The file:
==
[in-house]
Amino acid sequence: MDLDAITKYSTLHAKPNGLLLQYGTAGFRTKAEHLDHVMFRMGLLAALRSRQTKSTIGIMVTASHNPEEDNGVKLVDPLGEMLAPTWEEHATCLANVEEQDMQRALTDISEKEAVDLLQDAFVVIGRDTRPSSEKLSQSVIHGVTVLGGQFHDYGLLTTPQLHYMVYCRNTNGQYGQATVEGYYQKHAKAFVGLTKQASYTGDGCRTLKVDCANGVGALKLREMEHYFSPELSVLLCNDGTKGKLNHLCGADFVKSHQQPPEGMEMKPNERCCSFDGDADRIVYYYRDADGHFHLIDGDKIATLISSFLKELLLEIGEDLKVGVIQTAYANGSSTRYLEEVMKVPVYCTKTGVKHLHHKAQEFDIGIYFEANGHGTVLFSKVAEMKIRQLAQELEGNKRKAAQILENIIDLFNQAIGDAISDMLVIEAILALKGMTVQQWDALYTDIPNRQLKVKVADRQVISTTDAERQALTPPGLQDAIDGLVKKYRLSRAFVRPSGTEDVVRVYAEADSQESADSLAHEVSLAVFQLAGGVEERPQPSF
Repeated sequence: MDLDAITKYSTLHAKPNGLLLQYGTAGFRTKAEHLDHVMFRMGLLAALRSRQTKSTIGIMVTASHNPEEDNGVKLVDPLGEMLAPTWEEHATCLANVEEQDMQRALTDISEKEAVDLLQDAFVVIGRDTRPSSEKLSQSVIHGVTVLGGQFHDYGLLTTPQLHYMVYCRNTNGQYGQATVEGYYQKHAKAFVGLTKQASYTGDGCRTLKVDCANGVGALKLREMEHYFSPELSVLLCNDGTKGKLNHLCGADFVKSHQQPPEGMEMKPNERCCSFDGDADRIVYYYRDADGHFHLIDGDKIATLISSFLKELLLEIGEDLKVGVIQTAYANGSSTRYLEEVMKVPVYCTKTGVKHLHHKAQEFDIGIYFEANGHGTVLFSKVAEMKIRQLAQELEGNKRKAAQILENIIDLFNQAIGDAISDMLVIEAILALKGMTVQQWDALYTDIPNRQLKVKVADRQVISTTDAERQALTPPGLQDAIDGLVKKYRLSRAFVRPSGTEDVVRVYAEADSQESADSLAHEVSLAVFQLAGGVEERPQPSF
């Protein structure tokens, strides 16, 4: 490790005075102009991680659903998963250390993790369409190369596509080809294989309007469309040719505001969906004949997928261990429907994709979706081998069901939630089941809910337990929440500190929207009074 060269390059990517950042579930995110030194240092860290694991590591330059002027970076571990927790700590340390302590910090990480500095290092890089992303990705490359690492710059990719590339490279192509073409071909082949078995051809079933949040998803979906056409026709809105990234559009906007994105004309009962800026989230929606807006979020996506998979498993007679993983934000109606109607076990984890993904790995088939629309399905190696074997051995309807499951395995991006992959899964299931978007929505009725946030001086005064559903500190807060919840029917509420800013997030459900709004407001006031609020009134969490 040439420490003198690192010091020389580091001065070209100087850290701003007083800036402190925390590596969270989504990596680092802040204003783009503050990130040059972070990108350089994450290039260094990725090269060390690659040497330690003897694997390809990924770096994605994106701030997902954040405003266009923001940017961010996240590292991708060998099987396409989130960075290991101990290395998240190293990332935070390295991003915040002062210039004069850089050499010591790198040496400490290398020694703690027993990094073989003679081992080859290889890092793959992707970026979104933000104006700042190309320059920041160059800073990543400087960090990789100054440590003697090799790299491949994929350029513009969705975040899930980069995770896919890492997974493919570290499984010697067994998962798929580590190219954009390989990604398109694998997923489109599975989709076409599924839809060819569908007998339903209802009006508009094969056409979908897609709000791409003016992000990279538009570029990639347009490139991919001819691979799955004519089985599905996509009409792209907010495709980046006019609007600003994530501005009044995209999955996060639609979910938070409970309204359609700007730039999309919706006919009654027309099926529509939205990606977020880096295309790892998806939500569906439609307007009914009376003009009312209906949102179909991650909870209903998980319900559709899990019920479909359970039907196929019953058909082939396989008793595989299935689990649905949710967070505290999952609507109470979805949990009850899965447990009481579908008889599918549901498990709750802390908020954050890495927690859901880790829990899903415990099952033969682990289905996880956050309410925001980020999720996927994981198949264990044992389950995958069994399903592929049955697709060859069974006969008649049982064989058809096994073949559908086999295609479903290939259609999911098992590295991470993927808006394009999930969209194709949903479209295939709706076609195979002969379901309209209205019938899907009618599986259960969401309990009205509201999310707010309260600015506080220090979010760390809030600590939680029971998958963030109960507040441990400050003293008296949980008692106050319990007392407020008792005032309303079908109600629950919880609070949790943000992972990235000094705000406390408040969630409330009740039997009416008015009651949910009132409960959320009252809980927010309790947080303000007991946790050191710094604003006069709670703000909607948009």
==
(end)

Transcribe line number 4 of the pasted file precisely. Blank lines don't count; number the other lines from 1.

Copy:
């Protein structure tokens, strides 16, 4: 490790005075102009991680659903998963250390993790369409190369596509080809294989309007469309040719505001969906004949997928261990429907994709979706081998069901939630089941809910337990929440500190929207009074 060269390059990517950042579930995110030194240092860290694991590591330059002027970076571990927790700590340390302590910090990480500095290092890089992303990705490359690492710059990719590339490279192509073409071909082949078995051809079933949040998803979906056409026709809105990234559009906007994105004309009962800026989230929606807006979020996506998979498993007679993983934000109606109607076990984890993904790995088939629309399905190696074997051995309807499951395995991006992959899964299931978007929505009725946030001086005064559903500190807060919840029917509420800013997030459900709004407001006031609020009134969490 040439420490003198690192010091020389580091001065070209100087850290701003007083800036402190925390590596969270989504990596680092802040204003783009503050990130040059972070990108350089994450290039260094990725090269060390690659040497330690003897694997390809990924770096994605994106701030997902954040405003266009923001940017961010996240590292991708060998099987396409989130960075290991101990290395998240190293990332935070390295991003915040002062210039004069850089050499010591790198040496400490290398020694703690027993990094073989003679081992080859290889890092793959992707970026979104933000104006700042190309320059920041160059800073990543400087960090990789100054440590003697090799790299491949994929350029513009969705975040899930980069995770896919890492997974493919570290499984010697067994998962798929580590190219954009390989990604398109694998997923489109599975989709076409599924839809060819569908007998339903209802009006508009094969056409979908897609709000791409003016992000990279538009570029990639347009490139991919001819691979799955004519089985599905996509009409792209907010495709980046006019609007600003994530501005009044995209999955996060639609979910938070409970309204359609700007730039999309919706006919009654027309099926529509939205990606977020880096295309790892998806939500569906439609307007009914009376003009009312209906949102179909991650909870209903998980319900559709899990019920479909359970039907196929019953058909082939396989008793595989299935689990649905949710967070505290999952609507109470979805949990009850899965447990009481579908008889599918549901498990709750802390908020954050890495927690859901880790829990899903415990099952033969682990289905996880956050309410925001980020999720996927994981198949264990044992389950995958069994399903592929049955697709060859069974006969008649049982064989058809096994073949559908086999295609479903290939259609999911098992590295991470993927808006394009999930969209194709949903479209295939709706076609195979002969379901309209209205019938899907009618599986259960969401309990009205509201999310707010309260600015506080220090979010760390809030600590939680029971998958963030109960507040441990400050003293008296949980008692106050319990007392407020008792005032309303079908109600629950919880609070949790943000992972990235000094705000406390408040969630409330009740039997009416008015009651949910009132409960959320009252809980927010309790947080303000007991946790050191710094604003006069709670703000909607948009």